If you’re struggling to keep things green and growing, your water might be to blame.
It’s a proven fact that bringing the outdoors in by adding plants to our homes and offices has a positive effect on everything from our stress levels to our physical health. Our connection to nature is real, and it runs deep; if you’re struggling with things like dry skin and sad hair thanks to hard water, or smelly drinking water thanks to chlorine, your plants are very likely feeling the same pain. Here’s how your water quality affects your plants:
Hard water leaves deposits that repel water.
Yes, really. Think about the scale, spots, and scum that hard water leaves behind on your dishes, tub, or toilet. Those same minerals are left on the soil or roots of your plants, and they actually prevent your plants from properly absorbing moisture. Everyone knows that a plant needs water to grow and thrive, so this is a huge problem.
Hard water doesn’t get along with plant fertilizers.
Most fertilizers are high in salt, and when you combine that with hard water, the residues left behind are even heavier, and the situation described above is even worse. Instead of helping your plant to thrive, the fertilizer actually ends up making them even thirstier.
Chlorine in tap water kills beneficial microorganisms in soil.
Most municipalities add chlorine to tap water for sanitation, because chlorine kills microbes. However, that intended benefit for our drinking water is actually a negative for our plants, who need those microorganisms in soil. While the microorganisms do return fairly quickly after watering with chlorinated water at first, over time they will become a bit slower to bounce back, and your plants could suffer as a result.
Fluoride in tap water can be hard on the leaves of some plants.
Some plants, usually those with longer, narrow foliage like a spider plant, are sensitive to the fluoride that is in our tap water. Over time, fluoride builds up in the soil and the leaves of your plant will become brown at the tips.
Tap water can contain other contaminants, including bits of metal or other sediment from city water infrastructure.
The water that comes into your home travels there from a water treatment plant in your town or city, and depending on the state of that infrastructure, various particles and sediment can be picked up along the way.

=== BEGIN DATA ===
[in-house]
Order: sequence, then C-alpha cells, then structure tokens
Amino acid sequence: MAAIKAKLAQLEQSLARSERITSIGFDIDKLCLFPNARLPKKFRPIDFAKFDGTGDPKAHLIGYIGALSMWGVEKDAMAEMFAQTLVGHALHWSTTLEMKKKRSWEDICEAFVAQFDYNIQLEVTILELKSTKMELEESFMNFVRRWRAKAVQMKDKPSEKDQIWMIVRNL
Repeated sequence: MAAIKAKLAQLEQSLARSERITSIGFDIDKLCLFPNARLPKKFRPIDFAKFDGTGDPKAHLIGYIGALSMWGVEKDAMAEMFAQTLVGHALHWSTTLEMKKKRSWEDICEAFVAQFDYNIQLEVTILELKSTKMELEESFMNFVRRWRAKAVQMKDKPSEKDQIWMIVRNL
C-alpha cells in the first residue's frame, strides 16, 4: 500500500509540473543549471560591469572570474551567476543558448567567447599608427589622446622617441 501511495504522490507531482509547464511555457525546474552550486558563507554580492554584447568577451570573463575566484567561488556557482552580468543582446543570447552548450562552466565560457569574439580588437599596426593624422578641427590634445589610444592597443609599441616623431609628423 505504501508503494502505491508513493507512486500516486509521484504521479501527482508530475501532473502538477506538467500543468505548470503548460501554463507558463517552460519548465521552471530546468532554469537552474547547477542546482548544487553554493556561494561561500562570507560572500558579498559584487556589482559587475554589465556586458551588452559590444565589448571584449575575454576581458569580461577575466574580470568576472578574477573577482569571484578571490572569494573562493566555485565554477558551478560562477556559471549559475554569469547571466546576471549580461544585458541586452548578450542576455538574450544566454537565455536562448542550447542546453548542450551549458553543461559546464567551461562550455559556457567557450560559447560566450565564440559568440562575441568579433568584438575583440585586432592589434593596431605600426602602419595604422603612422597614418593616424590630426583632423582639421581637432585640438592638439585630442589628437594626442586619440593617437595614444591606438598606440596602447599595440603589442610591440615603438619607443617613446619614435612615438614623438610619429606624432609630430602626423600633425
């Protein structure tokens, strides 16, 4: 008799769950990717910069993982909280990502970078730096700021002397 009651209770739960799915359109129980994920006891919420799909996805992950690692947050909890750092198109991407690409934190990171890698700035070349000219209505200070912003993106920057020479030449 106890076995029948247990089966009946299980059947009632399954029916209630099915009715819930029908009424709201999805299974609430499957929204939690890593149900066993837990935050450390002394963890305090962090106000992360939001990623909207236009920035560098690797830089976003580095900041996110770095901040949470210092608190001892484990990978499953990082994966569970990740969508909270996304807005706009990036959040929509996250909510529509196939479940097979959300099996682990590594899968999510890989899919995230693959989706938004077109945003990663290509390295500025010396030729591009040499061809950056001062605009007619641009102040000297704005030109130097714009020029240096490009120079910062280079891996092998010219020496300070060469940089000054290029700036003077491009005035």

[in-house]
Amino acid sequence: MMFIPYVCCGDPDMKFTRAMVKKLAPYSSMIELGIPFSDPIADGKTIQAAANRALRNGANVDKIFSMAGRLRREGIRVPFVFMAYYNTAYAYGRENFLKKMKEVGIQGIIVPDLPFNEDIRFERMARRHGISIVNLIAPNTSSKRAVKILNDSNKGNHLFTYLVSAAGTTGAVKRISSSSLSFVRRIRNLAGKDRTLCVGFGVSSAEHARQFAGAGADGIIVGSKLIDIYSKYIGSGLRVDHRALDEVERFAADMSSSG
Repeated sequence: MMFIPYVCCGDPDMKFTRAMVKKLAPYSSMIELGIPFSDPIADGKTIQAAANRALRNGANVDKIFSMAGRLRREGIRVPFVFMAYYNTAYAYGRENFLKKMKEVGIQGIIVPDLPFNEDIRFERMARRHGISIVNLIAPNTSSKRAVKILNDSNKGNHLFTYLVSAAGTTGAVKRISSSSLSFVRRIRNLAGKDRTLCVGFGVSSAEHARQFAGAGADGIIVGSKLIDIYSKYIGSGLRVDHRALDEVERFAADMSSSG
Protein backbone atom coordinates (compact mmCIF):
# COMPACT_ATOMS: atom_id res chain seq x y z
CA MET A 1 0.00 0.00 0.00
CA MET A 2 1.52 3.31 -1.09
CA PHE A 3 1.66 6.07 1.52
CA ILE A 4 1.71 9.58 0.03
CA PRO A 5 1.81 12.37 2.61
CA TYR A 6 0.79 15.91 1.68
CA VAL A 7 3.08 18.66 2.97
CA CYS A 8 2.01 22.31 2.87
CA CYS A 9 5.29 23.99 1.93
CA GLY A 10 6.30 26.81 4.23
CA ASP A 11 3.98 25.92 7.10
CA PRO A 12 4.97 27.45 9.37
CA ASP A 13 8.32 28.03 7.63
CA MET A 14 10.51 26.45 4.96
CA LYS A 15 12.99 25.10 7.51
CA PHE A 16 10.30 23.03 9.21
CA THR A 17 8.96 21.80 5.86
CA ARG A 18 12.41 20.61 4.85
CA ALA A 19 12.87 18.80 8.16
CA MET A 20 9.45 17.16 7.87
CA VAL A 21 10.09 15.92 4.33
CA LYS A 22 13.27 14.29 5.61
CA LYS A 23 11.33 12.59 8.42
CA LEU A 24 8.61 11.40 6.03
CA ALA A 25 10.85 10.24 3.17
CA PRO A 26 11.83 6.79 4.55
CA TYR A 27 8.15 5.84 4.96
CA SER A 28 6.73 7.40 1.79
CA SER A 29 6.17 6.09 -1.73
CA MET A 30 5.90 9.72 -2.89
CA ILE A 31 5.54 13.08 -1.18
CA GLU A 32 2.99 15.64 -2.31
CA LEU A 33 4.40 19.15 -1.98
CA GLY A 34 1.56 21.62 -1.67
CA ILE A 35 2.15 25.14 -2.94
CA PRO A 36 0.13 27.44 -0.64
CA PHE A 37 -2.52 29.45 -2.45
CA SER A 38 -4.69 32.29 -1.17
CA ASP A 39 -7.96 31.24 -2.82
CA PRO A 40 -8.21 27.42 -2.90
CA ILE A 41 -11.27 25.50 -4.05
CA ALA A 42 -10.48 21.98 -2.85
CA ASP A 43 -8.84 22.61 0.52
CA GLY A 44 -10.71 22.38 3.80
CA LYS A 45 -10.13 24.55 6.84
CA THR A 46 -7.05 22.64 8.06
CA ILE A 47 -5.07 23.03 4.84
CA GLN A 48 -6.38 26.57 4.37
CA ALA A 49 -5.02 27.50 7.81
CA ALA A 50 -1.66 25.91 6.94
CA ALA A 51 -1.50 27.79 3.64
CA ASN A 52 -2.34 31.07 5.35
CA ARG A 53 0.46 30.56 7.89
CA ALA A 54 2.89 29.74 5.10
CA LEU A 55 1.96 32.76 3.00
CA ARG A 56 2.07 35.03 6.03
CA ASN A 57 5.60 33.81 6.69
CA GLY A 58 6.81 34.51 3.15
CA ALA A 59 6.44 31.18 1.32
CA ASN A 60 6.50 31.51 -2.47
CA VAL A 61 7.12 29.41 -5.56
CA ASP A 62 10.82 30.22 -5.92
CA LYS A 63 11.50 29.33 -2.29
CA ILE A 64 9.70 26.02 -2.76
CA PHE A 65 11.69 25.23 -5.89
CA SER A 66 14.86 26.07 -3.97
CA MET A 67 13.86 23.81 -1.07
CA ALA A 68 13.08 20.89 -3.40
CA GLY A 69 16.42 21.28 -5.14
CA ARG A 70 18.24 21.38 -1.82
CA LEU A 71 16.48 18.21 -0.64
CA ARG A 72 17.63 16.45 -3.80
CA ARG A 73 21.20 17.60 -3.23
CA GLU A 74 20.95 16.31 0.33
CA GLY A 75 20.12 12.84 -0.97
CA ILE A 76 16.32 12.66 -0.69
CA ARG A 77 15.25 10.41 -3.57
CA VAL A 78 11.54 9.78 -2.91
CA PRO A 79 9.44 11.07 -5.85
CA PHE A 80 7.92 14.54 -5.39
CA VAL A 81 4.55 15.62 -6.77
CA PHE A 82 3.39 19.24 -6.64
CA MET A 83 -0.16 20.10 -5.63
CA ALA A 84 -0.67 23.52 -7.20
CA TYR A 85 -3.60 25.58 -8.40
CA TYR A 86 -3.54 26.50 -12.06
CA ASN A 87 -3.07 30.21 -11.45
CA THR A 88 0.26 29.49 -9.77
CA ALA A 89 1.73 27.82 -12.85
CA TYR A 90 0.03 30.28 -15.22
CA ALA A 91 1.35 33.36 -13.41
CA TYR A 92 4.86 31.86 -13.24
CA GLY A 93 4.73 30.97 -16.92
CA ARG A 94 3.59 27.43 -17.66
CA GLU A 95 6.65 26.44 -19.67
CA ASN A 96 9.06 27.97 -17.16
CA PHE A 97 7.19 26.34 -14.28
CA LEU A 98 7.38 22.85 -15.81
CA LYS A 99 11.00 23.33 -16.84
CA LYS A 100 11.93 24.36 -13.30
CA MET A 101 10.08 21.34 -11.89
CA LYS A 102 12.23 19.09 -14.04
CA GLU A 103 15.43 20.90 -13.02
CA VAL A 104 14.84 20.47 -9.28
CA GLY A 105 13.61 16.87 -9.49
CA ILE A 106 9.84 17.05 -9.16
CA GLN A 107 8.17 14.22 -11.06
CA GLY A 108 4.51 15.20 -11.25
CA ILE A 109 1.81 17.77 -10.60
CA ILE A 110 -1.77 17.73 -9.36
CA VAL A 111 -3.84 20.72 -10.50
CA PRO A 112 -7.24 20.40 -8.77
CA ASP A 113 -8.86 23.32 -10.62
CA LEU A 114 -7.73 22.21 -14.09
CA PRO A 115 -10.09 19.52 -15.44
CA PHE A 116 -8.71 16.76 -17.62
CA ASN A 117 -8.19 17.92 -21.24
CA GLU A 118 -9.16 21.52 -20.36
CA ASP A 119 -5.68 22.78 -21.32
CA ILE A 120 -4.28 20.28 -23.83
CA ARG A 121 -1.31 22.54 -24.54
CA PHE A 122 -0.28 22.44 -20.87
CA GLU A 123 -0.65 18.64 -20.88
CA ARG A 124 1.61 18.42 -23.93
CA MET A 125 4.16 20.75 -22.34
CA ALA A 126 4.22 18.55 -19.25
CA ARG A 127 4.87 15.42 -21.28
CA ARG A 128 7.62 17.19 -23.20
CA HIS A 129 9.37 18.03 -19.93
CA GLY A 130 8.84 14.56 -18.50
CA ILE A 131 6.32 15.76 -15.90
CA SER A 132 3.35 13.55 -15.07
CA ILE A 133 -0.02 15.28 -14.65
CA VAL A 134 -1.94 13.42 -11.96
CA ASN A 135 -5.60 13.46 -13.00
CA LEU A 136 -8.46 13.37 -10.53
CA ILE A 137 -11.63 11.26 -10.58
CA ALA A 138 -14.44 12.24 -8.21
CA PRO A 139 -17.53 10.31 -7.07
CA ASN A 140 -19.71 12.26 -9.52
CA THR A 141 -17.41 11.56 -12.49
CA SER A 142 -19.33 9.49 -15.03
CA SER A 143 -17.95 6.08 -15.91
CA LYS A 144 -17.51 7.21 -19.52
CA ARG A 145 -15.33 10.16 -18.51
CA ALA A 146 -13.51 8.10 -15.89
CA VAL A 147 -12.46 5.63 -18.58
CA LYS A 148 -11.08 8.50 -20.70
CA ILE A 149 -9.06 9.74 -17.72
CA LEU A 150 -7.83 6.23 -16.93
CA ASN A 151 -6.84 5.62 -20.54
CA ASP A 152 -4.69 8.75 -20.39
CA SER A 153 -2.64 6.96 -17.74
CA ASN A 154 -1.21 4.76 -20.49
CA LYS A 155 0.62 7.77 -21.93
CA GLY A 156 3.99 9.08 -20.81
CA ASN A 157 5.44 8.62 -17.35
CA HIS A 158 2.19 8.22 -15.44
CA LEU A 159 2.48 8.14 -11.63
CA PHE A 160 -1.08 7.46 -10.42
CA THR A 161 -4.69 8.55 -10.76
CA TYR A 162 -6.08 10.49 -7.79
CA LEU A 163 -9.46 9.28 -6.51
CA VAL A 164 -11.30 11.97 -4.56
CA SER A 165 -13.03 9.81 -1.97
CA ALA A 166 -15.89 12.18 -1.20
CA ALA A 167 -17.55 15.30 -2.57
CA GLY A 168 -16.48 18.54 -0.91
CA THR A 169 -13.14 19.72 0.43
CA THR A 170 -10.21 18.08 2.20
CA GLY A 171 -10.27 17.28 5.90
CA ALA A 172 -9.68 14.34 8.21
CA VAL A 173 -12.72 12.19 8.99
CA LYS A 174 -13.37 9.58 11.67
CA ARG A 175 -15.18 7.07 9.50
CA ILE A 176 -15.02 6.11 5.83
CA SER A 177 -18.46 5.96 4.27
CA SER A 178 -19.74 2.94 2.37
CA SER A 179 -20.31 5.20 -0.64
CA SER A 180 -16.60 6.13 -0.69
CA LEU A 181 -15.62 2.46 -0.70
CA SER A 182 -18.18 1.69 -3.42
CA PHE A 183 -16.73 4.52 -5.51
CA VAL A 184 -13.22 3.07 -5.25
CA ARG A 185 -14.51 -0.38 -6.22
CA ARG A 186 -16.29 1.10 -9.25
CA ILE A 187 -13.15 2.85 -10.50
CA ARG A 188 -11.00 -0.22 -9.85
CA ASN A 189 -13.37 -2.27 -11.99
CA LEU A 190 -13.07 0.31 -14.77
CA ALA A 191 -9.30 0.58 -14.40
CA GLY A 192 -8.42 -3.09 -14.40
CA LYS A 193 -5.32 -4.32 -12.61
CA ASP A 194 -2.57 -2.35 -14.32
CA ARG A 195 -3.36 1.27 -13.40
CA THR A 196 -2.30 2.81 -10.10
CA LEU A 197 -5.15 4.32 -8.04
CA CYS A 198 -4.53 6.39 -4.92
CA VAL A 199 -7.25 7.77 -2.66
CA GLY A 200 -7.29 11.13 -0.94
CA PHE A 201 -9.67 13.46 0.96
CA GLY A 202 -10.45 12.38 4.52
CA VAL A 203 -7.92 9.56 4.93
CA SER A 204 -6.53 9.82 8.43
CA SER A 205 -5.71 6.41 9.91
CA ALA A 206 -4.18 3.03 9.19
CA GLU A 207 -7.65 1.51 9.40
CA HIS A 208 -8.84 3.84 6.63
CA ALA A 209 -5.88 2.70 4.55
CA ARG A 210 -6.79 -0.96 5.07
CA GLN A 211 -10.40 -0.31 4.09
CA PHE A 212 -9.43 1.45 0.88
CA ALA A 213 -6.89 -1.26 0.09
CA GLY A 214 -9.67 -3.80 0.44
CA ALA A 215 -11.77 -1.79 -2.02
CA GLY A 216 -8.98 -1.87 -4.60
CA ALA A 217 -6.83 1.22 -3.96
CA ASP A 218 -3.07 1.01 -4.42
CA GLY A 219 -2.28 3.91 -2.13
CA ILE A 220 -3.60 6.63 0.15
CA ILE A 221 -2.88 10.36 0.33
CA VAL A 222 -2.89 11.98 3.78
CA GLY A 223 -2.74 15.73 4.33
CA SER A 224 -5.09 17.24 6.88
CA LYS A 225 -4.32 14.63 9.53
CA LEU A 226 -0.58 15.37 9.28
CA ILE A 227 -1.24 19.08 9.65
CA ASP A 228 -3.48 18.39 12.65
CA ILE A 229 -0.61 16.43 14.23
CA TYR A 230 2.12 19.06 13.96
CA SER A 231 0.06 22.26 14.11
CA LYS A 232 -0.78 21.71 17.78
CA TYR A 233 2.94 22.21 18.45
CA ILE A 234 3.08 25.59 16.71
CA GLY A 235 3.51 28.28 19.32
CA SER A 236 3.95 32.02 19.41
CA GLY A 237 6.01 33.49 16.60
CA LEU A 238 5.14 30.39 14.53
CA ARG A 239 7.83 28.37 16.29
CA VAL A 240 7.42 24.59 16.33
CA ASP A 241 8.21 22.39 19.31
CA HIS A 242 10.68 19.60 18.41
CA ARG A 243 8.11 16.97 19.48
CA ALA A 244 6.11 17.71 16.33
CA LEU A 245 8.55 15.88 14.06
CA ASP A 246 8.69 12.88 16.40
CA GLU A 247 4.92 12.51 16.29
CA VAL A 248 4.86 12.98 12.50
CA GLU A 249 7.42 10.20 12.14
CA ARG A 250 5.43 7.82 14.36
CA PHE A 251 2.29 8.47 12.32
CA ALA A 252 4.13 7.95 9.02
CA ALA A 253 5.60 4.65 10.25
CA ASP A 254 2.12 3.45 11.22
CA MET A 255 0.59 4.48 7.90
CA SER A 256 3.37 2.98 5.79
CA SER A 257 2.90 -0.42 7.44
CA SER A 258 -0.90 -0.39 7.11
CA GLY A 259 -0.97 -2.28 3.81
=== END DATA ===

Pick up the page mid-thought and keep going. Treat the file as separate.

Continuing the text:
So what’s the best water for your plants?
The number one best source of water for plants is rain water, but catching, storing, and using rainwater isn’t always an option. The second best choice is reverse osmosis water, which is relatively free of salts, compatible with liquid fertilizers, and great for your soil and plants (and you!), Check out Pura Fresh, our multi-stage reverse osmosis purification system, which will filter out chlorine, fluoride, and other contaminants.
More plant watering tips, just because.
- Not sure when to water? Poke a finger an inch or so into the soil. If quite a bit of moist soil is stuck to your finger when you remove it, then you don’t need to water. If the soil feels dry and there’s just a little dry soil on your finger, water away!
- A good rule of thumb to remember is that, in general, underwatering is better than overwatering. Give yourself some time to get to know what each plant likes best, but err on the side of less is more. A thirsty plant will usually bounce back when you water it, but an overwatered plant will have a tough time and can easily rot and die.
- If installing a permanent solution for better water isn’t an option for you just now (did you know we offer rent or rent-to-own, in addition to buying?), let tap water stand in your watering can (or a larger container if you have a lot of plants) for several days. The minerals and chlorine in the water will dissipate somewhat, and this will be better water for your plants than straight from the tap.